Bellevue Veterinary Hospital, Parksville

(250) 248-2031

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Bellevue Vet Clinic offers pet dentistryMore and more is known about the importance of dental health and its influence on the overall health of the body. Our hospital is equipped with digital dental x-ray capability for visualizing the details of oral health below the gum line -- which is where over 50% of dental tissue exists!

Several of our veterinarians have participated in, and continue to pursue, intensive training in the most up-to-date theory and techniques in veterinary dentistry.

Dentistry F.A.Q.'s

Why should we consider our pets' teeth?

Dental health has a significant influence on the rest of the body. When not kept in check, bacteria in the mouth can invade below the gum line, cause dental decay and affect deeper tissues and cause chronic infections. Sometimes these infections can even travel further to other organs through the bloodstream. Our veterinarians recommend maintaining your pet's dental health through annual check-ups. Some pets will require more frequent cleanings and dental exams than others, depending on age, breed, and individual variation.

Potential Consequences of Not Maintaining Dental Health:

  • Gingivitis
  • Periodontal disease
  • Foul breath
  • Pain
  • Infection
  • Tooth loss
  • Systemic disease
  • e.g. heart, kidneys

Why does a veterinary dentistry require a general anesthetic?

A general anesthesia is required for our veterinary team to do a reasonable job of a dental cleaning and thorough examination.

Reasons for this are:

  • Examination, cleaning and polishing of all surfaces of the teeth, right to the back of the mouth.
  • Examination and cleaning below the gum line

Dental cleanings that are done without attention to the area under the gum line are leaving behind a lot of plaque, tartar and bacteria to continue the progression of decay.

Cleanings without general anesthetic are only cosmetic (at best!)

  • Dental x-rays are often indicated

Dental x-rays are very helpful to assess health of the tissues beneath the gum line (bone support, periodontal ligament, and root of each tooth).

  • Dental extractions when indicated

What about teeth that need to be pulled?

Dogs & cats have much longer dental roots than those of humans. Not all tooth extractions are the same. Some teeth are simply ready to fall out! Some have three roots and only one of the roots is diseased (so two are holding strong!) Some teeth have very little root left and others have huge roots (sometimes almost twice the size of the crown!)

So they are not all treated exactly the same.

But most extractions require local anesthesia (or similar to the "freezing" that you get at the dentist). In veterinary dentistry, this decreases the amount of anesthetic gas required to keep the patient anesthetized. It also improves the patient's comfort level during recovery and beyond.Other analgesics are given during and post-operatively as well as following the procedure for 2-3 days, depending on the patient (and on the extraction).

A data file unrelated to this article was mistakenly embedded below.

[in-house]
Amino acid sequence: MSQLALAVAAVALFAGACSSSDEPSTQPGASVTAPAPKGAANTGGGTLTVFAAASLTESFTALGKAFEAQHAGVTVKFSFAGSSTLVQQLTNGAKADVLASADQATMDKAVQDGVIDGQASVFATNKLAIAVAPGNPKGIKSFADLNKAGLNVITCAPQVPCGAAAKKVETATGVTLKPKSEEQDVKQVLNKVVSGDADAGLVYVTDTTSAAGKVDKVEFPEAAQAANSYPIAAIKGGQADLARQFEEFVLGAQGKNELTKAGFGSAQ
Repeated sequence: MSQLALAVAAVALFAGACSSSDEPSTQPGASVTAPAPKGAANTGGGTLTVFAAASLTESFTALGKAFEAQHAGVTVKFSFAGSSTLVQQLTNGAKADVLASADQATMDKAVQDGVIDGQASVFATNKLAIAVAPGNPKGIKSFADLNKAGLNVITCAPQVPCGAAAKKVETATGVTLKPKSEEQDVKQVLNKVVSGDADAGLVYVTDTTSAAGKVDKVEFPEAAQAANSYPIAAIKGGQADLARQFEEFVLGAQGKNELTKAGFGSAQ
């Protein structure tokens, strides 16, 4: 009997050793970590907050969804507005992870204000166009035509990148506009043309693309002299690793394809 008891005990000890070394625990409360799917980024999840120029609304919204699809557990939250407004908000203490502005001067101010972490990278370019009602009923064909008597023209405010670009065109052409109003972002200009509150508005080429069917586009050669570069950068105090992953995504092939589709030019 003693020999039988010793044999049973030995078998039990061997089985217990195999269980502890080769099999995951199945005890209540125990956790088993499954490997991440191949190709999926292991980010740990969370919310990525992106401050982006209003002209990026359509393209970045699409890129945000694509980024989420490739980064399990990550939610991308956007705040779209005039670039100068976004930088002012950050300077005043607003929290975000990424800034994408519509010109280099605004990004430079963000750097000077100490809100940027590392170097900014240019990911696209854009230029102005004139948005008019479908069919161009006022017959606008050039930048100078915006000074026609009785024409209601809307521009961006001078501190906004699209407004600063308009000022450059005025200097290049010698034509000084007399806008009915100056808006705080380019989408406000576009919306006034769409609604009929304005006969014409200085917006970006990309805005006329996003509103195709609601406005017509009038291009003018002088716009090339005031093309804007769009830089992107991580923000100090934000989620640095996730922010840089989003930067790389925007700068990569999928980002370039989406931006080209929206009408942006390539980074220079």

Extractions of multi-rooted teeth usually require cutting them into their individual root/crown sections. This allows each piece to be manipulated separately.

Many extractions also involve making a "flap" of tissue (gingiva & periosteum) and then suturing that closed (with dissolvable suture) after the tooth is out. (The photo shows sutured extraction sites - 2 adjacent teeth have been extracted.)

What about pain?

We are very attentive to our patient's comfort level.

Good pain control decreases the amount of anesthetic required to keep the patient "asleep" for a surgical procedure.

Various methods of surgical and medical analgesia = pain control are used (daily) in our hospital. These different approaches are summarized as follows:

Pre-anesthetic medications: Before the patient goes under general anesthesia, a sedation is given that also includes some pain control medication. If pain control is dealt with before it's really needed, the patient experiences less discomfort to begin with and will require less pain medication overall. 

Local anesthesia: This is when lidocaine or bupivicaine is instilled locally around a nerve that influences the site of the procedure or surgery. A good example of this is when we use dental nerve blocks during a tooth extraction in veterinary dentistry.

Intra-operative pain medications: Often medications are given intravenously just prior or during a procedure to add pain control to our anesthetic protocol.
Post-operative analgesics: These medications include injectable drugs given in the clinic after the procedure, as well as meds that go home with the pet for a few days after a procedure.

Medical short-term & long-term analgesics: These medications are often anti-inflammatory drugs to ease the discomfort of a temporary injury or alleviate the inflammation of ongoing arthritis. Sometimes other types of prescription pain relievers are also added or used on their own.